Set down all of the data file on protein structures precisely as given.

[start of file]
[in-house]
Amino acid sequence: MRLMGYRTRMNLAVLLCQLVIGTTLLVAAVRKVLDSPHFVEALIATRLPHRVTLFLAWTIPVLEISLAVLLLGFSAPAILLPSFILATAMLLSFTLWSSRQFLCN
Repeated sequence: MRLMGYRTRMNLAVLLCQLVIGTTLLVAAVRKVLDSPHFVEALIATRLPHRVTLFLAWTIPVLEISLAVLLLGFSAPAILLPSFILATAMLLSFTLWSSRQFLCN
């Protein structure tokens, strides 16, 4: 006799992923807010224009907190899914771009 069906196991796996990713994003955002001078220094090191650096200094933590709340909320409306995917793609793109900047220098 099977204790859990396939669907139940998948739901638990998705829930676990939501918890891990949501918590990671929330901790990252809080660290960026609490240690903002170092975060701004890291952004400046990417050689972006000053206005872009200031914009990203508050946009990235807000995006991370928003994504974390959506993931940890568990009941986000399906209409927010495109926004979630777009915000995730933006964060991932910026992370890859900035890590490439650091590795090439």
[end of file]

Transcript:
[in-house]
Amino acid sequence: MRLMGYRTRMNLAVLLCQLVIGTTLLVAAVRKVLDSPHFVEALIATRLPHRVTLFLAWTIPVLEISLAVLLLGFSAPAILLPSFILATAMLLSFTLWSSRQFLCN
Repeated sequence: MRLMGYRTRMNLAVLLCQLVIGTTLLVAAVRKVLDSPHFVEALIATRLPHRVTLFLAWTIPVLEISLAVLLLGFSAPAILLPSFILATAMLLSFTLWSSRQFLCN
């Protein structure tokens, strides 16, 4: 006799992923807010224009907190899914771009 069906196991796996990713994003955002001078220094090191650096200094933590709340909320409306995917793609793109900047220098 099977204790859990396939669907139940998948739901638990998705829930676990939501918890891990949501918590990671929330901790990252809080660290960026609490240690903002170092975060701004890291952004400046990417050689972006000053206005872009200031914009990203508050946009990235807000995006991370928003994504974390959506993931940890568990009941986000399906209409927010495109926004979630777009915000995730933006964060991932910026992370890859900035890590490439650091590795090439």